Ken Ikeda + Chihei Hatakeyama: Moss
Many of the collaborative releases involving Chihei Hatakeyama on his White Paddy Mountain label are, stylistically speaking, ambient in nature. Moss, his joint creation with Tokyo-born and current London resident Ken Ikeda, is a more animated collection by comparison, one that, while wholly instrumental, presents concise, song-like structures as opposed to extended ambient soundscapes. Moss wasn't created in a single session or over a couple of days; instead, the forty-minute album's nine pieces were assembled from recordings the two produced in studio sessions spanning two-and-a-half years.
Hatakeyama's a well-known quality in these parts, the sound artist a prolific creator who's issued an ever-growing body of work under his own name and with Tomoyoshi Date in the electroacoustic outfit Opitope; a less familiar presence is Ikeda, an experimental musician whose first release Tzuki appeared on Touch and who has worked with Toshimaru Nakamura and many other artists and musicians.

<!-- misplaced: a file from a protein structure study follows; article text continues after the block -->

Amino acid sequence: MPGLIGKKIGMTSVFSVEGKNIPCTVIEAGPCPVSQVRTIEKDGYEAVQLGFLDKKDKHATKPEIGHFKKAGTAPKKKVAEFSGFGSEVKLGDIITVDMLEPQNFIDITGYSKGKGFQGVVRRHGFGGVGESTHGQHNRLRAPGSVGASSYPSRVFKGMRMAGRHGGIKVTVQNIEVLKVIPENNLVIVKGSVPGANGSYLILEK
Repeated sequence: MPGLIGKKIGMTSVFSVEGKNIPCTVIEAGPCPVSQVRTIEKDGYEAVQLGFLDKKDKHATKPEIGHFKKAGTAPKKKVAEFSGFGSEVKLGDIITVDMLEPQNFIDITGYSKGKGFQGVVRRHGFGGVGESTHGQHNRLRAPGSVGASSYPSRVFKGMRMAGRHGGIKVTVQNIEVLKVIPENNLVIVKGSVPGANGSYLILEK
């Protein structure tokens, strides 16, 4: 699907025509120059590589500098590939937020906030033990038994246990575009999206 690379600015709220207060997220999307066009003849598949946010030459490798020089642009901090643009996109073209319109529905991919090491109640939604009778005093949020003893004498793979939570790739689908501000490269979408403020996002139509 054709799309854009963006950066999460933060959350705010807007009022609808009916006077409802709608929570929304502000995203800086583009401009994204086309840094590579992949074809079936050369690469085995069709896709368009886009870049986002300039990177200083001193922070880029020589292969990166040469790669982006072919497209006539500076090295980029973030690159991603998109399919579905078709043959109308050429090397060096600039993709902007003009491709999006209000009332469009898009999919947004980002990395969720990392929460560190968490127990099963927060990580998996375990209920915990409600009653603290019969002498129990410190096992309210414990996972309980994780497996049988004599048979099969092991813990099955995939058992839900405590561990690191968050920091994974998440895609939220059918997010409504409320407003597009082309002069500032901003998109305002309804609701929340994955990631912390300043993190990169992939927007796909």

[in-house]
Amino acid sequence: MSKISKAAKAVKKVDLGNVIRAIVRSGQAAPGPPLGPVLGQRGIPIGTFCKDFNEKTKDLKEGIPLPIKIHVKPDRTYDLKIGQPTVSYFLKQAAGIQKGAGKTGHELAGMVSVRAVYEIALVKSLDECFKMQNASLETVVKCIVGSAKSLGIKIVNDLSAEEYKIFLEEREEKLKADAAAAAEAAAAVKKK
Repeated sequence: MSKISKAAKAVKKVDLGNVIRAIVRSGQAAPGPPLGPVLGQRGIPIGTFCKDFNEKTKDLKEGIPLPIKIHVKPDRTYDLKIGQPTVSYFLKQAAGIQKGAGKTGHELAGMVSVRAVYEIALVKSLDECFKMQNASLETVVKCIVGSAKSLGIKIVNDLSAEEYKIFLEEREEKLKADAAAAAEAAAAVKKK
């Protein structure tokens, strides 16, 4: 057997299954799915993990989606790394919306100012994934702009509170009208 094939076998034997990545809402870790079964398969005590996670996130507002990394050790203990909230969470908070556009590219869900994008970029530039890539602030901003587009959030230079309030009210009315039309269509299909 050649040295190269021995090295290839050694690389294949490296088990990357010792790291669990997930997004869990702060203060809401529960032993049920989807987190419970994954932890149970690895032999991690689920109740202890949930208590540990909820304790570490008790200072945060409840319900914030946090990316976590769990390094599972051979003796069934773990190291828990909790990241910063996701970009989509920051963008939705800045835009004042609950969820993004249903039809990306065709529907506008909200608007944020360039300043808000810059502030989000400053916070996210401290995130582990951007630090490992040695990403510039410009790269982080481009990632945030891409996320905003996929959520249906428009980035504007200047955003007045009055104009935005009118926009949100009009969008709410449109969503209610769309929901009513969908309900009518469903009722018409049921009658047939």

Though no instrument-related details are included with the release, keyboards, synthesizers, guitar, field recordings, and electronics all appear to have been utilized in the construction of the pieces. The tone of the album is sunny, radiant, and bright, the music itself vibrant with colour and dense with detail. In “koke,” the duo melds layers of electric guitar shadings and e-bow-like effects with sparkling synthetic shimmer to establish a becalmed beginning to the album, whereas the polychromatic drift of “Tsuyu To Kie” glistens like sunlight flickering through tree branches on a sleepy summer's day. The natural and instrument worlds peacefully converge during “Zehi No Shidai” when sounds from the outdoors merge with fluttering guitars and processing treatments.Each self-contained setting unfolds with organic purpose and makes its case with economical dispatch before ceding the stage to the next. While Moss is nominally ambient (“Ukigumo” perhaps the purest instantiation), a subtle hint of prog at times surfaces in certain pieces, despite these hazy, sun-dappled settings being considerably shorter than the prog norm. Whatever Moss is, it's assuredly not depressing, even if a slight hint of industrial darkness does cast the closing “Inei” in shadow.